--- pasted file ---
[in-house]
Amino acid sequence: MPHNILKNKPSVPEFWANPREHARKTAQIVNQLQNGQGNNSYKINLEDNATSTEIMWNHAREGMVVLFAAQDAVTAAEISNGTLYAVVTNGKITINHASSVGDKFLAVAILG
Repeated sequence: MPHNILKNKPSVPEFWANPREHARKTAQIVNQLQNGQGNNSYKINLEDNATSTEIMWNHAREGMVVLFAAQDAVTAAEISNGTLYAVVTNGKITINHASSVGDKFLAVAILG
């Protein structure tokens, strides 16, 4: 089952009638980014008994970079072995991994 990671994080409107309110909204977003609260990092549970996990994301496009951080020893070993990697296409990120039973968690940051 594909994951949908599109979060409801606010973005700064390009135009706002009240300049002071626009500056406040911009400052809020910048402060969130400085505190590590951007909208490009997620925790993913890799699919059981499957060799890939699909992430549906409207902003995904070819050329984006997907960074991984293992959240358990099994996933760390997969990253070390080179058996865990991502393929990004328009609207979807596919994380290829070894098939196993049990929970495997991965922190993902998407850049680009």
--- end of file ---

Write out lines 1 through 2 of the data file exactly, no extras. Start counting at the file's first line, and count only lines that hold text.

[in-house]
Amino acid sequence: MPHNILKNKPSVPEFWANPREHARKTAQIVNQLQNGQGNNSYKINLEDNATSTEIMWNHAREGMVVLFAAQDAVTAAEISNGTLYAVVTNGKITINHASSVGDKFLAVAILG